So if you are going to limit your scope, please, first off, thoroughly document that and then make sure that the client is fully advised about their piece. This is what they need to do. This advice actually is even limited to just limited scope representation. It can play out in the full-service model as well, but when clients still have things to do that are related to the work that you were doing, the matter that you have just finished your piece on or just concluded, they need to be advised and you should be clear or thorough in documenting that you’ve had this conversation, or you’ve sent a letter out, or you can do this via email. I mean, it doesn’t really matter to me how you get there, but we need some documentation they have been advised so they can’t turn around and say, “Well, this is your fault that I was wrong. I didn’t realize that this thing had to be funded.” I mean it could be that crazy. Please understand it doesn’t matter whether the claim turns out to be this very viable claim with a large loss or not. The allegations are there, defense is in play, at a minimum, and there may be some losses. We’re just going to have to look and see what does the documentation look like in a file.

So what are some of the takeaways with all this? I just want to review briefly, again, please make sure that you are clear in your head and with any individuals you are dealing with who the client is and, at times, we need to document to who the client is not and then stay the course. It is very important to document scope of representation and make sure that clients are fully advised if you are limiting your scope to some fashion, and if there are any additional things that they need to do beyond your representation or advice about the legal ramifications of what they need to do and if they fail to do something. There is real value In proofreading, checking your documents for these typos and the drafting errors. There really shouldn’t be any internal inconsistencies. It really needs to be clear. I struggle with this in my own writing. I will go through and it makes perfect sense to me, but, unfortunately, down the road, I’m not the one going to be interpreting this. So try to read it from that perspective: is this clear to somebody else who would be reading this? Then if you have any of these red flags, any concerns about testamentary capacity, I encourage you to address that in responsible ways, and we’ve discussed some of those.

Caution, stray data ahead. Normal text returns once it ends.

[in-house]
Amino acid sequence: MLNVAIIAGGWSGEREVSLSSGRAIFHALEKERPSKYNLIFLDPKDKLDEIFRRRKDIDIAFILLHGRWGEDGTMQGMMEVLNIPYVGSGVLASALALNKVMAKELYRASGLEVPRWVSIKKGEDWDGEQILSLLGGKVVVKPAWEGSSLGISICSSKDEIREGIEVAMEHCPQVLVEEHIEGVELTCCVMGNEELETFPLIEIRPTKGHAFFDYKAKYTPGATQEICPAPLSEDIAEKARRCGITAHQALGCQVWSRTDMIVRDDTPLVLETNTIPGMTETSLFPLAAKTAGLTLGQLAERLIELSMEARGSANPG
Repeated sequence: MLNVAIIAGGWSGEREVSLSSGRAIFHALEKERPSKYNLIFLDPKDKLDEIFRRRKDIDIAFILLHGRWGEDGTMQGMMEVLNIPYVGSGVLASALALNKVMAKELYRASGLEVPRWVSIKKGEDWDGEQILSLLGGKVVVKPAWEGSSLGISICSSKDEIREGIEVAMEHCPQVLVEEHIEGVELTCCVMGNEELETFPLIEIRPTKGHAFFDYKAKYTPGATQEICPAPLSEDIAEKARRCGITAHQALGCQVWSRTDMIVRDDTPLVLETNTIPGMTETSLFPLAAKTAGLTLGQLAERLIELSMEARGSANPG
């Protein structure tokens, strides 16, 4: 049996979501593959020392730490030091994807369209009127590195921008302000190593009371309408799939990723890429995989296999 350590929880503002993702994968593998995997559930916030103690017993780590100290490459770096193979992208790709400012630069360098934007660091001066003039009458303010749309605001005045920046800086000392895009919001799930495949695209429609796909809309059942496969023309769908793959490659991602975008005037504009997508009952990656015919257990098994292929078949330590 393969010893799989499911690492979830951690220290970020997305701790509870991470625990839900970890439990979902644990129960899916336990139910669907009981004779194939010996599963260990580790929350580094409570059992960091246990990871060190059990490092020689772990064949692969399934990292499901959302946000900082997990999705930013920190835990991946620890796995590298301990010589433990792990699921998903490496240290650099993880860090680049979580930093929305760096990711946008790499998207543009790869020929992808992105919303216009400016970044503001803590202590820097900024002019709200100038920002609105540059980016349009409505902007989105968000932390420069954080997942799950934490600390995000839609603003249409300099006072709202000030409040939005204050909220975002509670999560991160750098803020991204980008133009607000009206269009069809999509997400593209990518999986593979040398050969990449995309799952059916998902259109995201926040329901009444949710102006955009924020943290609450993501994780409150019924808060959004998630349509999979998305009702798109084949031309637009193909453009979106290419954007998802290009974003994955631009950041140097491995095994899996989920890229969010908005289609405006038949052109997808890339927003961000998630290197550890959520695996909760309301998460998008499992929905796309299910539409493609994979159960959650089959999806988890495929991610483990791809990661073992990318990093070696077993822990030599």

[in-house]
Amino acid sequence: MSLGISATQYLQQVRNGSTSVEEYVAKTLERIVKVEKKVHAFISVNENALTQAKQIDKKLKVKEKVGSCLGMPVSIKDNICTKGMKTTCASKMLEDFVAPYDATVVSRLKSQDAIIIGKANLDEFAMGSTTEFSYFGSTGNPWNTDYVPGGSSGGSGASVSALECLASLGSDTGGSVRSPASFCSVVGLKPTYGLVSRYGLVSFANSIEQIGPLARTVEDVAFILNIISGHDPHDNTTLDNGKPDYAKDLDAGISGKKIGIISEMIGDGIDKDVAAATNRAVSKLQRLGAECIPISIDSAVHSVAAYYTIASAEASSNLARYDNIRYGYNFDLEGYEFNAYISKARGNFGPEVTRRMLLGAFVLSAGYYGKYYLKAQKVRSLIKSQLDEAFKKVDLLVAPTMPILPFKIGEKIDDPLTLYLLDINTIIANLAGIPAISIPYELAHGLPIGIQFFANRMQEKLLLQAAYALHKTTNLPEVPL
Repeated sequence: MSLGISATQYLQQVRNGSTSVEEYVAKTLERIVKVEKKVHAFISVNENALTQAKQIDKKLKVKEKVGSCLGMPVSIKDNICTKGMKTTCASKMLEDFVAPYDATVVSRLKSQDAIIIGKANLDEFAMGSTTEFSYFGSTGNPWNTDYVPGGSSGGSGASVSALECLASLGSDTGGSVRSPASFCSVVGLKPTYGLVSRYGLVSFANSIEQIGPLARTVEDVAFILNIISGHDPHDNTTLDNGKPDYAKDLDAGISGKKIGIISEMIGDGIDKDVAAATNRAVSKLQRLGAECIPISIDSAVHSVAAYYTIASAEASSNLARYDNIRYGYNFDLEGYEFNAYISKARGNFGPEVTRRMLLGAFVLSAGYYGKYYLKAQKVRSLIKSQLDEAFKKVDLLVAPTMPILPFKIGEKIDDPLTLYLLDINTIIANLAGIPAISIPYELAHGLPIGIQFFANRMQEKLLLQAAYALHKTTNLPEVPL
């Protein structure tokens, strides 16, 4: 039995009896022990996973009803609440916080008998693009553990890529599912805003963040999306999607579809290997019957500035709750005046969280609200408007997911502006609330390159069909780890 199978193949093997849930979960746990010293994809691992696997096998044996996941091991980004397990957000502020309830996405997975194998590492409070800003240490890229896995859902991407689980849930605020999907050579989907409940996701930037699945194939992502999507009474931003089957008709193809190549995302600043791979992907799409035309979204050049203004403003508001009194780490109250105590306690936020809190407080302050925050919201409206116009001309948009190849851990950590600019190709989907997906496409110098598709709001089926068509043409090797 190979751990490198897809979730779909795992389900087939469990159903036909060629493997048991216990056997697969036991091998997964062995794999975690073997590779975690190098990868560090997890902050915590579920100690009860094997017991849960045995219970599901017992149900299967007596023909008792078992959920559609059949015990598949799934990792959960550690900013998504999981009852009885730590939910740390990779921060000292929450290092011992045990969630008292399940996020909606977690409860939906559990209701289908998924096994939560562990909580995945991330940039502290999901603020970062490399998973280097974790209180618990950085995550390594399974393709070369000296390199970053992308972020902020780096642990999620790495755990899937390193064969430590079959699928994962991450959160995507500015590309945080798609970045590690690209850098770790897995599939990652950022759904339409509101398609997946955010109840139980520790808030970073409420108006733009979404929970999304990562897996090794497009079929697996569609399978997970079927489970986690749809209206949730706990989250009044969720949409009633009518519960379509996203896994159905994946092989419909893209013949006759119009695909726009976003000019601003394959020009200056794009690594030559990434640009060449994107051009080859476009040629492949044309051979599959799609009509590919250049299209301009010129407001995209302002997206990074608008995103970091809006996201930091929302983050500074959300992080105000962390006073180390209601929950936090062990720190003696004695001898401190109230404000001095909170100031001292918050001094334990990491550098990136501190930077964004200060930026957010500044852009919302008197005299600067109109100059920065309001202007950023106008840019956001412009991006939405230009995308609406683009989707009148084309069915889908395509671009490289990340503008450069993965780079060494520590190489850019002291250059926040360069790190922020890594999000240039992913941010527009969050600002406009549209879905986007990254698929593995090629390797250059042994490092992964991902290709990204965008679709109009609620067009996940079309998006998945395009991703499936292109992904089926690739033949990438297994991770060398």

So that’s a little quick rundown on estate planning concerns and what’s happening in the malpractice space. I hope something here will prove useful to you, and I appreciate your taking a little time to listen in. As always, if any of you have any additional thoughts or ideas about who you’d like to hear or a topic you’d like discussed on the podcast, direction you’d like to see it go, please don’t hesitate to reach out. Even if you just have a question you want to talk, I’d love to visit with you. So my email address is mbass, M-B-A-S-S, @alpsinsurance, A-L-P-S Insurance, one word, .com. That’s it folks. Hey, stay safe out there. Have a great one. Again, thanks for listening. Bye-bye.


ALPS In Brief Podcast Intro/Outro Music: Walk In The Park by Audionautix is licensed under a Creative Commons Attribution 4.0 license.





Since 1998, Mark Bassingthwaighte, Esq. has been a Risk Manager with ALPS, an attorney’s professional liability insurance carrier. In his tenure with the company, Mr. Bassingthwaighte has conducted over 1200 law firm risk management assessment visits, presented over 600 continuing legal education seminars throughout the United States, and written extensively on risk management, ethics, and technology. Mr. Bassingthwaighte is a member of the State Bar of Montana as well as the American Bar Association where he currently sits on the ABA Center for Professional Responsibility’s Conference Planning Committee. He received his J.D. from Drake University Law School.